video by Joe O'Neill
Joel Reynolds, NRDC (Natural Resources Defense Council) western director and senior attorney recently met with students, joined class discussions and delivered a lecture as part of the Sam Rose ’58 and Julie Walters Prize at Dickinson College for Global Environmental Activism, which was awarded to NRDC in May 2019. The $100,000 prize is given annually to an individual or organization that makes a defining difference and advances responsible action on behalf of the planet, its resources and its people. Earlier this year, at Commencement, Reynolds accepted the prize on NRDC’s behalf along with actor, environmentalist and longtime NRDC supporter Pierce Brosnan.
"We exist to protect the environment for people and for wildlife," said Reynolds. "We believe environmental protection is a fundamental right."
In addition to the lecture, "Crisis: Climate Change, Biodiversity Loss, and the Pebble Mine," Reynolds and Jacob Scherr, a member of NRDC’s Global Leadership Council, led students, faculty and staff through a two-hour workshop focusing on the challenges of environmental advocacy at the international level. "Building an International Environmental Campaign Workshop with NRDC" featured an in-depth analysis of the strategic elements that NRDC has used in its international campaigns to protect Alaska’s Bristol Bay from a devastating mineral exploration project known as Pebble Mine and preserve the World Heritage Site and Biosphere Reserve at Laguna San Ignacio in Baja California Sur, the last undisturbed breeding and calving lagoon for the Pacific gray whale. With insights gained from these campaigns, faculty and students were invited to consider a new campaign to protect Light House Point, a natural treasure at the southernmost tip of the island of Eluthera in the Bahamas that is threatened by a proposal by the Disney Corporation to develop a massive cruise ship port.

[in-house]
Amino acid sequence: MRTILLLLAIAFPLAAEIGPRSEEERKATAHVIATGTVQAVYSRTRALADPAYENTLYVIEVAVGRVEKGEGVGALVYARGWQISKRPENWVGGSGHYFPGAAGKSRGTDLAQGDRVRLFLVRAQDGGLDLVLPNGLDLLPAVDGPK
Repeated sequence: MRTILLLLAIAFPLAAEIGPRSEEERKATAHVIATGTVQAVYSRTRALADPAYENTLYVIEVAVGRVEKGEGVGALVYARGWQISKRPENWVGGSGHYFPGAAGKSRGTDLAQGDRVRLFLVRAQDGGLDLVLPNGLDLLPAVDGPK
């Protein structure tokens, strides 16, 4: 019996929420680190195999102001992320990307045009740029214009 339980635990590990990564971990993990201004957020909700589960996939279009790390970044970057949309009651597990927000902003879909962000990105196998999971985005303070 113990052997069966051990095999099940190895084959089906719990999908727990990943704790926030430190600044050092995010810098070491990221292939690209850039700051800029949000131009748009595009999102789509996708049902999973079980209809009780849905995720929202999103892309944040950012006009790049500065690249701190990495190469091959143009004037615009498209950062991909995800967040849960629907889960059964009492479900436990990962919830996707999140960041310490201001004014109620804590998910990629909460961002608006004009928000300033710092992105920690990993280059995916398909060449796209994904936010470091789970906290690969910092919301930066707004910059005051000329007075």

Previous recipients of the Rose-Walters Prize are Our Children’s Trust, the advocacy organization supporting the plaintiffs in Juliana v. United States, a landmark climate-change lawsuit; Brett Jenks, CEO of conservation nonprofit Rare; Pulitzer Prize-winning author Elizabeth Kolbert; award-winning actor and environmental activist Mark Ruffalo; author and environmental activist Bill McKibben; Apple’s vice president of environment, policy and social initiatives and former EPA administrator Lisa Jackson; and award-winning nature photographer James Balog.
Published November 6, 2019